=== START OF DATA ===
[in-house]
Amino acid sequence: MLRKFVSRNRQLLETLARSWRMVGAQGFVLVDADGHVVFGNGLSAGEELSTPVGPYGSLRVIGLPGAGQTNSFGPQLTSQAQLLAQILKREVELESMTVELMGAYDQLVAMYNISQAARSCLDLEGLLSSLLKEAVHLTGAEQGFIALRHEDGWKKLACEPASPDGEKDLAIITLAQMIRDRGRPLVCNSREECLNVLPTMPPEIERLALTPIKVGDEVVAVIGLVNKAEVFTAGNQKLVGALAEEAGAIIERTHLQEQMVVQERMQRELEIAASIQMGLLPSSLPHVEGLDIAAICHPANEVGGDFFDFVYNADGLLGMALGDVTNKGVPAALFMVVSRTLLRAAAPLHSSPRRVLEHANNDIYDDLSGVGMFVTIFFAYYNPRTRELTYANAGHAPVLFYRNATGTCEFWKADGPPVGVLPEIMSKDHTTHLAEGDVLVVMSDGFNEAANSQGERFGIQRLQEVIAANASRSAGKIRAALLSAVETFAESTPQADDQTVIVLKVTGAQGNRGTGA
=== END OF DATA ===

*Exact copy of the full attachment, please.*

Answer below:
[in-house]
Amino acid sequence: MLRKFVSRNRQLLETLARSWRMVGAQGFVLVDADGHVVFGNGLSAGEELSTPVGPYGSLRVIGLPGAGQTNSFGPQLTSQAQLLAQILKREVELESMTVELMGAYDQLVAMYNISQAARSCLDLEGLLSSLLKEAVHLTGAEQGFIALRHEDGWKKLACEPASPDGEKDLAIITLAQMIRDRGRPLVCNSREECLNVLPTMPPEIERLALTPIKVGDEVVAVIGLVNKAEVFTAGNQKLVGALAEEAGAIIERTHLQEQMVVQERMQRELEIAASIQMGLLPSSLPHVEGLDIAAICHPANEVGGDFFDFVYNADGLLGMALGDVTNKGVPAALFMVVSRTLLRAAAPLHSSPRRVLEHANNDIYDDLSGVGMFVTIFFAYYNPRTRELTYANAGHAPVLFYRNATGTCEFWKADGPPVGVLPEIMSKDHTTHLAEGDVLVVMSDGFNEAANSQGERFGIQRLQEVIAANASRSAGKIRAALLSAVETFAESTPQADDQTVIVLKVTGAQGNRGTGA